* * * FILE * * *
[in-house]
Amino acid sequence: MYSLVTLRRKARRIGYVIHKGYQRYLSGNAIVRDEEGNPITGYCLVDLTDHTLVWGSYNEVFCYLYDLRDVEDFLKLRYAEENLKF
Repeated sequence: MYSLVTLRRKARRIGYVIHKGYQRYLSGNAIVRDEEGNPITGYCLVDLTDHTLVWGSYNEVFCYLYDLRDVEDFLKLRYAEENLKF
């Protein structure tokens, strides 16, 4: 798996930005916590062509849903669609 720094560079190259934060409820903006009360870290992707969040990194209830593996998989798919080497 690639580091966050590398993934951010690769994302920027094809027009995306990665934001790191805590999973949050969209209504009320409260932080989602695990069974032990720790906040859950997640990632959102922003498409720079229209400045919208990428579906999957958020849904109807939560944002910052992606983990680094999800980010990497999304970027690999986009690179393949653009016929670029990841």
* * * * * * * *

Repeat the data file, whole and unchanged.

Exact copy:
[in-house]
Amino acid sequence: MYSLVTLRRKARRIGYVIHKGYQRYLSGNAIVRDEEGNPITGYCLVDLTDHTLVWGSYNEVFCYLYDLRDVEDFLKLRYAEENLKF
Repeated sequence: MYSLVTLRRKARRIGYVIHKGYQRYLSGNAIVRDEEGNPITGYCLVDLTDHTLVWGSYNEVFCYLYDLRDVEDFLKLRYAEENLKF
């Protein structure tokens, strides 16, 4: 798996930005916590062509849903669609 720094560079190259934060409820903006009360870290992707969040990194209830593996998989798919080497 690639580091966050590398993934951010690769994302920027094809027009995306990665934001790191805590999973949050969209209504009320409260932080989602695990069974032990720790906040859950997640990632959102922003498409720079229209400045919208990428579906999957958020849904109807939560944002910052992606983990680094999800980010990497999304970027690999986009690179393949653009016929670029990841």